[Fallingwater: fall photo]
View of the house from a low angle view showing two waterfalls.
From this low angle the cantilevered terraces are particularly dramatic, as they seem to float in the air above the stream (Bear Run). The soaring vertical tower (center-left in the photo) rises more than three stories, windows stretching from floor to ceiling, creating a continuous column of glass, broken only by narrow steel support beams, painted an earthy brick-red. The tower serves as a visual and literal anchor for the cantilevered floors and the terraces that extend them further. While the vertical and horizontal lines demarcate the geometry of the house and its boundaries, there is at the same time an interpenetration of vertical and horizontal, and of inside and outside. There are many examples, but several are at least partly visible in the picture. The windows in the tower, even when closed, suggest relatively little barrier between inside and outside, but they also can be opened at the vertical "corner" where normally a support beam would be, creating an unexpected but pleasing empty space that joins inside and outside, liberated from a boxed-in structure one might expect from architecture involving so many vertical and horizontal faces. Also, above the far terrace extending out from the living room is a trellis with large rectangular openings (visible in the far right of the photo). It extends out horizontally from the living room ceiling, but is vertically open to the sky. It seems to be paired with the stairs leading down to the stream from the living room through a hatchway; see the view from the east side of the living room. For other examples of harmonization of vertical and horizontal, and of inside and outside, see the explanation under the photo showing the beautiful fall photo of Fallingwater.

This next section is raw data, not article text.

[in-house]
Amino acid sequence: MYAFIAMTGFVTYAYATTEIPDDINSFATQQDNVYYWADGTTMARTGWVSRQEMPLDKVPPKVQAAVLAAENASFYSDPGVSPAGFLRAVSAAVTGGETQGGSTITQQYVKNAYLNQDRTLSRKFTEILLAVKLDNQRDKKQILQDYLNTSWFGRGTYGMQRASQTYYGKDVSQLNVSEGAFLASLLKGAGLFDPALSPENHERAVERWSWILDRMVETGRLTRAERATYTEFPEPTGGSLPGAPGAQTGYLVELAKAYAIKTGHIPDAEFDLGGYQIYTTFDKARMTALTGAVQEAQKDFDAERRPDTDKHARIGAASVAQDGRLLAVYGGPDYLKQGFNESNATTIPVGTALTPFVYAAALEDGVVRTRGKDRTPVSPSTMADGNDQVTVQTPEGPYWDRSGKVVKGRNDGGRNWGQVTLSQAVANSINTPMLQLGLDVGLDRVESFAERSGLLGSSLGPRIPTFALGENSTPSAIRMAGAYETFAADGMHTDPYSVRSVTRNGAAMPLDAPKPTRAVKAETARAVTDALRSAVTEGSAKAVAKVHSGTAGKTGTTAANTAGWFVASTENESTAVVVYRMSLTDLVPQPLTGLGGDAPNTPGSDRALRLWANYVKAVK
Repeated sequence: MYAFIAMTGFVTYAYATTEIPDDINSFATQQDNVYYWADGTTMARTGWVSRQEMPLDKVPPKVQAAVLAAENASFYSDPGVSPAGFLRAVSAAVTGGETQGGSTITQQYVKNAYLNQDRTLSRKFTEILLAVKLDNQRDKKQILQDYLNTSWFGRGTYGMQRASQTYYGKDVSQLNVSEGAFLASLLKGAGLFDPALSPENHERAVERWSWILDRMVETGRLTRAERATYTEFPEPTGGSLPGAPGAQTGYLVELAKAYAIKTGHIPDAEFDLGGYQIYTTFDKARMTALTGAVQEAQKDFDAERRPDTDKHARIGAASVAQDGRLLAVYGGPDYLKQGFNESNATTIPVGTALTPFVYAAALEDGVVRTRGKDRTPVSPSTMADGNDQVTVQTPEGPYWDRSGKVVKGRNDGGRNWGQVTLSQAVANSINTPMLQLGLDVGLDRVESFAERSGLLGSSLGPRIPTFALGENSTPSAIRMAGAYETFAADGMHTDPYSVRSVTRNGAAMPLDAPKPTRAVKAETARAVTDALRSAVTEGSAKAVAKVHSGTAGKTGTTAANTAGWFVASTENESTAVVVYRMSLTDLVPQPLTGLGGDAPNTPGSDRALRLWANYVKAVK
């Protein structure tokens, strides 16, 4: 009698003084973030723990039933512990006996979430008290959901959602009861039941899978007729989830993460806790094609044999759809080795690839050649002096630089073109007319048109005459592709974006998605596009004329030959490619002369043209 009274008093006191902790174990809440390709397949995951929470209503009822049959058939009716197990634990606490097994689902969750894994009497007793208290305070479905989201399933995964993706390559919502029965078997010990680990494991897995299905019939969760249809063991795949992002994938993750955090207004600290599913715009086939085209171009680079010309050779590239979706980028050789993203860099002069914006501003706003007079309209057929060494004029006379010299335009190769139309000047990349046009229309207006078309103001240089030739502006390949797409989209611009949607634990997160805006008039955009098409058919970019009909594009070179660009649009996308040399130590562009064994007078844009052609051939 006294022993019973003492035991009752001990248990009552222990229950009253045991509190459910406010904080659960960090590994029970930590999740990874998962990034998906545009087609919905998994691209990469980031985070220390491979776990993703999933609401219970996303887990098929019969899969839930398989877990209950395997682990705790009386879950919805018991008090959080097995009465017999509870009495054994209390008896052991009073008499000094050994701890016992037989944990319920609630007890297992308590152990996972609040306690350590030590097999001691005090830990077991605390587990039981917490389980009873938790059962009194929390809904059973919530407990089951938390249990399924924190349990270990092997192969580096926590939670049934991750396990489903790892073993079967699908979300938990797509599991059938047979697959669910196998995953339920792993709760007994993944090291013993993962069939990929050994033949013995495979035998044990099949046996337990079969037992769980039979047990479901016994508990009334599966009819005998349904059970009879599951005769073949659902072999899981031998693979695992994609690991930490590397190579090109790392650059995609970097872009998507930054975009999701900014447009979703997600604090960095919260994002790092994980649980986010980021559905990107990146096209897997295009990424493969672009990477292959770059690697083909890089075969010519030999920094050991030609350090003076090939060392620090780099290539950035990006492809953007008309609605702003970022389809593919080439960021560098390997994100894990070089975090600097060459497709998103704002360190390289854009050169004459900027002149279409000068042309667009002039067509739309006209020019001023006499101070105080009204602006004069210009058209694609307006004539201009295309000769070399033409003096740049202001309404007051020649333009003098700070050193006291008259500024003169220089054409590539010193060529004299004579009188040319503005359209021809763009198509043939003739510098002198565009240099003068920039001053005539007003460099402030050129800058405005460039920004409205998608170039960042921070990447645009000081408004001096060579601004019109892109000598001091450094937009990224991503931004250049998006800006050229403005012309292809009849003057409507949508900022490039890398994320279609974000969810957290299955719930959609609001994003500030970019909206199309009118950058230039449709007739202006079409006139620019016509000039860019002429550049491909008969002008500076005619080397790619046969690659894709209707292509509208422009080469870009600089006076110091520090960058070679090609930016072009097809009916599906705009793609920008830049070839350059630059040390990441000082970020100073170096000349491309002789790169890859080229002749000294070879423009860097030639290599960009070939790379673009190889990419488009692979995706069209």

What are these grounds and this house? Acres of rock and acid earth, second-growth trees and icy streams, roughly cast in the Appalachian mold - and something more: a place of vigorous beauty, of self-renewing enchanatment, of adventuresome picturesqueness that answers perfectly a romantic need in modern hearts, the need to be natural, to experience nature not as grist for our mills but as the habitat that has formed us.
      Designed for this setting, the house was hardly up before its fame circled the the earth; it was recognized as one of the clearest successes of the American genius Frank Lloyd Wright.

- Edgar Kaufmann, Jr., Fallingwater: A Frank Lloyd Wright Country House, p. 65.

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